Abdominal Pain during Pregnancy

Several bodily changes happen during pregnancy to accommodate the growing fetus in the womb. Abdominal pain may be a normal part of these changes. Most of the abdominal pain felt during pregnancy are harmless and does not affect the baby in any way. But, there are some serious causes of abdominal pain as well. It is important to know the potential causes so that it is easy to identify symptoms that may indicate a potential risk.

Common causes of abdominal pain during pregnancy

Some of the common causes of abdominal pain and cramps during pregnancy are

  • Round ligament pain – this harmless pain is caused by the stretching of the two large ligaments by the growing uterus. It is usually felt in the second trimester and is felt as a stabbing pain when you change positions, or as a dull, lingering pain.
  • Gas and constipation – slowing down of the gastrointestinal tract by hormones results in gas and constipation and thus abdominal pain. This is normal during pregnancy and can be relieved by having fiber-rich foods and exercising.
  • Braxton-Hicks contractions – these contractions are felt like a tightening of the stomach muscles, but unlike true contractions, you can carry on with all normal activities.
  • Some type of stomach viruses, kidney stones, and fibroids may also lead to abdominal pain.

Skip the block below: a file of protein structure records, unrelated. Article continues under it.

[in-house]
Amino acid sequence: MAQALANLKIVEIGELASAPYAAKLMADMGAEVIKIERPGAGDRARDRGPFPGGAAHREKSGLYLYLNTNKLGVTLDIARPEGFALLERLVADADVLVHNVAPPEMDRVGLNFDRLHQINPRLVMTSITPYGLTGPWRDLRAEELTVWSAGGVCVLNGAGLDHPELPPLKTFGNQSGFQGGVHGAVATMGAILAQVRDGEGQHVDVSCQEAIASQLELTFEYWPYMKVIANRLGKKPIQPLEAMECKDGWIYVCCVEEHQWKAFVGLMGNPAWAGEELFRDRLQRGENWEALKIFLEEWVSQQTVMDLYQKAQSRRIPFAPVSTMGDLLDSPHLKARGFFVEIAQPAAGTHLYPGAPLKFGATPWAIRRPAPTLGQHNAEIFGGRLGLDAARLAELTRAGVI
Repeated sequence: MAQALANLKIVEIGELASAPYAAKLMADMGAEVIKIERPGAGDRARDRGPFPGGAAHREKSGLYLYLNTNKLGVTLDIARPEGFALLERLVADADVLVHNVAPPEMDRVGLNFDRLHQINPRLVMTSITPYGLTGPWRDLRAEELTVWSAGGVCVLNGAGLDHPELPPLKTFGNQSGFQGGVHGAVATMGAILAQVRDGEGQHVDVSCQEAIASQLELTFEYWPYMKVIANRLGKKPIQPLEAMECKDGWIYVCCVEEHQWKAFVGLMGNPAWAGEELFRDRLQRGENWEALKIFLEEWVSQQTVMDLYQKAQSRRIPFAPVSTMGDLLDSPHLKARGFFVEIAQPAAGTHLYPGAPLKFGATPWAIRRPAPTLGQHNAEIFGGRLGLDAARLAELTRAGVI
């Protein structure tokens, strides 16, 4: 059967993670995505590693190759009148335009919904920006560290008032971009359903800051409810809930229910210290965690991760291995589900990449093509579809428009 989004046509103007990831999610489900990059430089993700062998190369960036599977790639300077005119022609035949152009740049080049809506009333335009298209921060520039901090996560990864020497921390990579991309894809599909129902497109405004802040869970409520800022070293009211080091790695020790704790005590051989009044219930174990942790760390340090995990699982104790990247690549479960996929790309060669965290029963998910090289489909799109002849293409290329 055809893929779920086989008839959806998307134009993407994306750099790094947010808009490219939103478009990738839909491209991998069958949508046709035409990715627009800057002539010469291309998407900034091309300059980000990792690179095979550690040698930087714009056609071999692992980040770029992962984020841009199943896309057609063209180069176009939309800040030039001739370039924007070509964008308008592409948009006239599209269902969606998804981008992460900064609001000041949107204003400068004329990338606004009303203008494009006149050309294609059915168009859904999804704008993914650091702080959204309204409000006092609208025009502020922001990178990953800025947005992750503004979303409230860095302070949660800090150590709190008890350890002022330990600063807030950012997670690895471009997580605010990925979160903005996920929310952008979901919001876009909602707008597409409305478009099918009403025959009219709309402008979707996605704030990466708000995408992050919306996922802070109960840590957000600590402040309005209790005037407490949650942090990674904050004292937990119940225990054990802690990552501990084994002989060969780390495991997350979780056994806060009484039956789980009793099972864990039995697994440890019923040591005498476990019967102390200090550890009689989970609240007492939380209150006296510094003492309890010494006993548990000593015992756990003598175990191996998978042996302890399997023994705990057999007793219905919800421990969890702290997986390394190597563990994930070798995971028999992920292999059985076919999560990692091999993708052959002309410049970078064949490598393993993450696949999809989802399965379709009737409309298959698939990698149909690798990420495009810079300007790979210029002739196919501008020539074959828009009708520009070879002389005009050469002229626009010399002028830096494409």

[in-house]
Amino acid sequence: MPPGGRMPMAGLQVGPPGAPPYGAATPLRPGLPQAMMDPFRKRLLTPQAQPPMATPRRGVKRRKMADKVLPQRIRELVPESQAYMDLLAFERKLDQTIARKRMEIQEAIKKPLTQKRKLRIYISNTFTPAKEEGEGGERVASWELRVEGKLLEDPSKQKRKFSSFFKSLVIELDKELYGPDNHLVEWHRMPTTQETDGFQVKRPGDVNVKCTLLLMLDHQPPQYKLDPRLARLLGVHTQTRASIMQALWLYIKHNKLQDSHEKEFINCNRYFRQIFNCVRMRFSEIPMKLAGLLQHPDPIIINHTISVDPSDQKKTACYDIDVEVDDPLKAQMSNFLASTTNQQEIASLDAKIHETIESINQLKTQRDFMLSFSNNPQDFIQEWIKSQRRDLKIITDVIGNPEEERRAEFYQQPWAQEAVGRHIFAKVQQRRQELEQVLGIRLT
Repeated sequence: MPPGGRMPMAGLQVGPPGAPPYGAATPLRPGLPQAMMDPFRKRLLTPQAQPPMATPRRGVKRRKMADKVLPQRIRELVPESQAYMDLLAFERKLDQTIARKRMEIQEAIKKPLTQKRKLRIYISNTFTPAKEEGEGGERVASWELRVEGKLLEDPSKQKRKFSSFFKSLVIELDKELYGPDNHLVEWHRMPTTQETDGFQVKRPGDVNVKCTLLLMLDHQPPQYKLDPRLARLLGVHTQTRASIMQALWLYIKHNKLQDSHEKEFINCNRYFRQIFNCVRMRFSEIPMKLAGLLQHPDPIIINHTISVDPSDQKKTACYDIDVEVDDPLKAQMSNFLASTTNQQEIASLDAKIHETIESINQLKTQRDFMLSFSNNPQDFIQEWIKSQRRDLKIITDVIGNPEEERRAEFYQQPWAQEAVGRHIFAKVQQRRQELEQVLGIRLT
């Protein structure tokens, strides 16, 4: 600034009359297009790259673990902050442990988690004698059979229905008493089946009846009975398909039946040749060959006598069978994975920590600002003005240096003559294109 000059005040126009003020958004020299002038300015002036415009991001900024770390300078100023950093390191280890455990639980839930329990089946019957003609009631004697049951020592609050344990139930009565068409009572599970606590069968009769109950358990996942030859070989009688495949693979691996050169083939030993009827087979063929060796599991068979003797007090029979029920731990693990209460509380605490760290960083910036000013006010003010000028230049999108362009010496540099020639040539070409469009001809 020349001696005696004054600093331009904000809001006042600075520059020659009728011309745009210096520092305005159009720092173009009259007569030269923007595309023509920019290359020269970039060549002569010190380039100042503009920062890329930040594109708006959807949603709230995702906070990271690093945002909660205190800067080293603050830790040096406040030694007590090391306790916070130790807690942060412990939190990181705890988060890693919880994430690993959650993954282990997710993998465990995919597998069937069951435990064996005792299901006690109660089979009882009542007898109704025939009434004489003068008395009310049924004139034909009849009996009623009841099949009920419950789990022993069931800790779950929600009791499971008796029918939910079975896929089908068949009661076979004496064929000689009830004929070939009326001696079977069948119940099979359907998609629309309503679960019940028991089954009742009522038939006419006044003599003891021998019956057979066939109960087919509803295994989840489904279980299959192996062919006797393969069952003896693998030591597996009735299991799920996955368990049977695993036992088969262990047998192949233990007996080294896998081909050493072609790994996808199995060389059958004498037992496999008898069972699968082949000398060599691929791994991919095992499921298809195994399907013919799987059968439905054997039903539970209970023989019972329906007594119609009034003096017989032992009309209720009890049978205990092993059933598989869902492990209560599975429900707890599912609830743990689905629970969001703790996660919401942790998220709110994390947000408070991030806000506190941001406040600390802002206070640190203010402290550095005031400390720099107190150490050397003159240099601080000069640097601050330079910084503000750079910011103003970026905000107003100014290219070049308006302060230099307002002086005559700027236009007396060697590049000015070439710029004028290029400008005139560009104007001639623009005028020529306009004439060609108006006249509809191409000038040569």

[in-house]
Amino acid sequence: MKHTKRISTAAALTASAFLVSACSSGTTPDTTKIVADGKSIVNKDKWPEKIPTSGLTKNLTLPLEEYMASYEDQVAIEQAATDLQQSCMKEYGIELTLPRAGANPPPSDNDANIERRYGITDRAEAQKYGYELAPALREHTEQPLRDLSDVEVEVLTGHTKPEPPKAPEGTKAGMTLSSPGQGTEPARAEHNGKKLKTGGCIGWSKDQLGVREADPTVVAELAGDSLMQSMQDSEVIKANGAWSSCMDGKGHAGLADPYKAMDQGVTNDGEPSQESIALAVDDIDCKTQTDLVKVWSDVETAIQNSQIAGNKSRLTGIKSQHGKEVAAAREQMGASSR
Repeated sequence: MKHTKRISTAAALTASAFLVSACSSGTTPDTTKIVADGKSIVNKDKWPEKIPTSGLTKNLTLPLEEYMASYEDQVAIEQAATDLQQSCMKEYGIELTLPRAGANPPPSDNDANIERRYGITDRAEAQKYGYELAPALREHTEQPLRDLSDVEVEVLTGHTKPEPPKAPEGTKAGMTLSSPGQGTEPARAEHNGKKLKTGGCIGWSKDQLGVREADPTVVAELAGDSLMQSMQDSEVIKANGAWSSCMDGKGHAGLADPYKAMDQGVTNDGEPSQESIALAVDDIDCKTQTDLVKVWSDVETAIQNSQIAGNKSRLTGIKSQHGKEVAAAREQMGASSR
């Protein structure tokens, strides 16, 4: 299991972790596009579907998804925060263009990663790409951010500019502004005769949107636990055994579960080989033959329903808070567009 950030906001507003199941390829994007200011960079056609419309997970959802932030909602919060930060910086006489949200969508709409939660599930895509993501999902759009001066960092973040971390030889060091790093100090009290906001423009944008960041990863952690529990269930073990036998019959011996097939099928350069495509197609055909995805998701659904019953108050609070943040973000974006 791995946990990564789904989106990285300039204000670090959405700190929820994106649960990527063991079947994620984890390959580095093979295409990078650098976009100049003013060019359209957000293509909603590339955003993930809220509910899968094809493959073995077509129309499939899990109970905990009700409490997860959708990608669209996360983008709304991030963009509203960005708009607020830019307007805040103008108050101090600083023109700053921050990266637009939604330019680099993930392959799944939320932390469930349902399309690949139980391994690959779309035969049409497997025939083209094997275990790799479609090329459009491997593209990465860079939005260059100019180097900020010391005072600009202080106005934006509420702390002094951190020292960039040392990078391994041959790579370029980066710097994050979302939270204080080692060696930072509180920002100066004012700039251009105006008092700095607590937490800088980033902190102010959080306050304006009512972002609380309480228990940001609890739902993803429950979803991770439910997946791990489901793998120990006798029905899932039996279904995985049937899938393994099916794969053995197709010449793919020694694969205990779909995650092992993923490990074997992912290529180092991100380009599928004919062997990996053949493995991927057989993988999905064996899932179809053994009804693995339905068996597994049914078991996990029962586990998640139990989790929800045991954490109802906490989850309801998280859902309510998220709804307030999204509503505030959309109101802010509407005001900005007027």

Serious causes of abdominal pain

In some cases, abdominal pain may pose a serious risk. Some of the serious causes of abdominal pain are

  • Ectopic pregnancy – this is caused by the implantation of the egg, mostly in the fallopian tube. It requires immediate medical attention and it may lead to intense abdominal pain and bleeding between 6th to 10th week of pregnancy.
  • Placental abruption – this is a condition characterized by the separation of the placenta before the birth of the baby. Common symptoms of this condition include a persistent pain in the abdomen and premature breakage of water. You may also have back pain and fluid discharge with traces of blood in it.
  • Miscarriage – this mostly occurs within 13 weeks of pregnancy and is characterized by symptoms like bleeding without cramps, clot-like discharge from the vagina, and true contractions.
  • Urinary tract infection (UTI) – lower abdominal pain is a common symptom of UTI. You may also have pain, discomfort and a burning sensation while passing urine. This condition also needs medical attention to avoid complications.
  • Pre-eclampsia – high blood pressure and increased levels of proteins in blood are two common symptoms of this condition. Women with pre-eclampsia may have a pain in the upper abdomen along with nausea, vomiting, and increased pressure in the abdomen.

Red-flag symptoms

Do call your doctor if abdominal pain is accompanied by

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